Anonymous said...

(part 2 contd)
4) Most of the sustained complaints against him were for minor things. Certain members of the command staff and captains were livid that an officer could make more than they did, forgetting that the officer was working every waking hour by putting his life on hold. This came up during union pay contract negotiations, various mid-managers and above suggesting caps or trying to justify their own need for bigger pieces of the pie but the kind of scrutiny applied to any officer making over a certain amount was incredible, belying that thin blue line you speak of as they stabbed officers in the back with this pettiness. If you had access to the complete files for each case, even you Scott would shake your head at how petty many complaints were. Almost all of them were for technical violations of things that could be interpreted differently depending on the mood of the person in charge.

I could go on and on but I won't. I happen to agree with your line of questioning regarding the public policy aspects of this kind of thing. The Lindsey I knew was not a good friend of mine nor even particularly likable but he was a good officer and his conviction rate was much better than the media seemed to suggest. The 2006 memo, and there were several others before that, was regarding officers that worked together who had different court times. Legally, if they were at the scene of the traffic stops, they were witnesses to the alleged crimes, but the memo was to get officers to stop working together unless they had the same court dates and times, a practice that arose more because specific Lt's and sergeants demanded officers worked in groups for safety than specifically designed to generate extra overtime (with a few cases of officers pushing that too far). But ultimately, an officer that works hundreds of hours of overtime programs or shows a willingness to make arrests late in the shift when overtime may be incurred, is going to have a lot of court time as well. Change the policy or place the blame where it belongs on the ones demanding officers be on hand a dozen times even knowing a case will be reset, but character assassination is wrong.

Anonymous said...

Here, not only are they paid time and half for appearing on behalf of the state. They are not if the defense sends them a subpoena. Moreover, their policy manual that is available to the public specifically states if they are summoned by the defense to court they are not to wear their uniform and they are to immediately inform the prosecutor on the case.

Anonymous said...

Houston got in some trouble when it's police chief, a man many of you might know as a former city councilman or the police chief in charge of the department for most of the years the rape kits were left to languish and the crime lab was not properly tended to, put all sorts of other restrictions on officers to prevent them from discussing cases with defense attorney's without the prosecutor present. He also demanded officers announce they were ready on all cases before he was forced to water down that order. His name was Clarence Bradford, a man who also ran for district attorney and was forced to go to trial for perjury. It should be noted that he had also held a meeting of his most productive officers, telling them that he didn't care what their motivations for writing tickets were but he wanted them to show up to court and remain productive.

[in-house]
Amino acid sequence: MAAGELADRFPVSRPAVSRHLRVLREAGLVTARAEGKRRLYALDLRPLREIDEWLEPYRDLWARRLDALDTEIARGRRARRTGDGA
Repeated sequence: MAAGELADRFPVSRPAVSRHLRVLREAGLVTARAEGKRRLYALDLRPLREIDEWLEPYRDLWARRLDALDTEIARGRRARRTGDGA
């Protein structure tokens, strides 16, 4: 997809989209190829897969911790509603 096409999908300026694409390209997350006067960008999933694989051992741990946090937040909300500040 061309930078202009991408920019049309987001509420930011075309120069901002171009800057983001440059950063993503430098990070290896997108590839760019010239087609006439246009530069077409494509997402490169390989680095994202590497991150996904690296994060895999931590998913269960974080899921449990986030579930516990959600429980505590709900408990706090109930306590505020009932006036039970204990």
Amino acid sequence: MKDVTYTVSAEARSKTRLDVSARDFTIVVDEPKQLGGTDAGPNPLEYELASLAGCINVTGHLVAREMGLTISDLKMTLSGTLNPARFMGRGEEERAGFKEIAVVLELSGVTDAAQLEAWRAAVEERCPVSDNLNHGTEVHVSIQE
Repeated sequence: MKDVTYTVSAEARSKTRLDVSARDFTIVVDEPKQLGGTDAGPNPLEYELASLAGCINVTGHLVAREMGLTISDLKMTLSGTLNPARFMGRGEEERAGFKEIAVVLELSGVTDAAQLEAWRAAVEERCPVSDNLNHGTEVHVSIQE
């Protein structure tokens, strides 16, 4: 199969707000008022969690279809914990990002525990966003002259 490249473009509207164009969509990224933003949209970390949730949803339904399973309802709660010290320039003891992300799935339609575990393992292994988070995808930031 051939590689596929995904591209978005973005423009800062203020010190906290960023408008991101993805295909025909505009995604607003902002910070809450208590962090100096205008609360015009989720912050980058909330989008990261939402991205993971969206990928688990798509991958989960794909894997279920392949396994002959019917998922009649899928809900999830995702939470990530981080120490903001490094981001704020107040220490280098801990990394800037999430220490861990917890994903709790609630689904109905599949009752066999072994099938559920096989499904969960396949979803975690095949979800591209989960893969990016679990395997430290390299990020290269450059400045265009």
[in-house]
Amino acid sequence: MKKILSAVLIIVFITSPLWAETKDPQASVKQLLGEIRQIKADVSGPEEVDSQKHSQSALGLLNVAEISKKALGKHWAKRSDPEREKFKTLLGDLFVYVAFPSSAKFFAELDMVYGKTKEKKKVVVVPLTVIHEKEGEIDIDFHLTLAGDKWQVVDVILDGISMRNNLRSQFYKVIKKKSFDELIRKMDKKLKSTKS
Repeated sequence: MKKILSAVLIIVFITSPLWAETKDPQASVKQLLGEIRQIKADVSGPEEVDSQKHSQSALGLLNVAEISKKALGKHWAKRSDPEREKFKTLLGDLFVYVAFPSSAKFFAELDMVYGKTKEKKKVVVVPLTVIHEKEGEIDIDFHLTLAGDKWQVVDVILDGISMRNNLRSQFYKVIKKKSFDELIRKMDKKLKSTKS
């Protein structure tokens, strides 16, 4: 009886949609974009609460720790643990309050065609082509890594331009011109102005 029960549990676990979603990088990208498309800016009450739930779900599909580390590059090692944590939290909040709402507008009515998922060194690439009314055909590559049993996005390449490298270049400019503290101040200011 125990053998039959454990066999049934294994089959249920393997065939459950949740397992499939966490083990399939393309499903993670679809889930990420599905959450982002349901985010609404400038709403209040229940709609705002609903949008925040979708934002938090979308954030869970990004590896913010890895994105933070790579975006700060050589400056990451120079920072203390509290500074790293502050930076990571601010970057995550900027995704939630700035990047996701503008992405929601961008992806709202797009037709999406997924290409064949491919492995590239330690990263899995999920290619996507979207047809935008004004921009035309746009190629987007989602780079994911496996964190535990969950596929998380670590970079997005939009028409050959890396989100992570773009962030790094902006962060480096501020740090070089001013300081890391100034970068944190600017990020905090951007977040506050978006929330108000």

Gritsforbreakfast said...

@2:10, fyi, Art Acevedo has the same attitude toward DWIs

Anonymous said...

Bradford never once suggested writing tickets or arresting people for DWI that the officer did not think were guilty of the offenses. I think the difference is that some people think officers should disregard the law and require every arrest be an airtight case instead of having sufficient probable cause to make an arrest. Unlike most of Texas, Harris County has long adopted a policy where all class B and above arrests are vetted through the DA's office first, the rest of the state allowing officers to make the arrest and file charges without consulting an ADA.

While not perfect, that policy does add an extra layer of protection to the public, just as departments like HPD typically having a different officer or trained civilian perform the statutory warnings and videotaped tests at the station. There was plenty to dislike about Bradford without suggesting he encouraged false arrests or fake tickets, neither of which he would stand for when he was their chief.

But if those detained refused to do any tests on the street, and it was their right to refuse, or to refuse tests at the station including a breath test, again their right, most ADA's would accept charges. The station machines were very accurate, contrary to suggestions, and part of the warning was the opportunity to provide a sample of blood, the most accurate test of all court approved tests, so those claiming they weren't intoxicated yet refused giving blood aren't fooling anyone.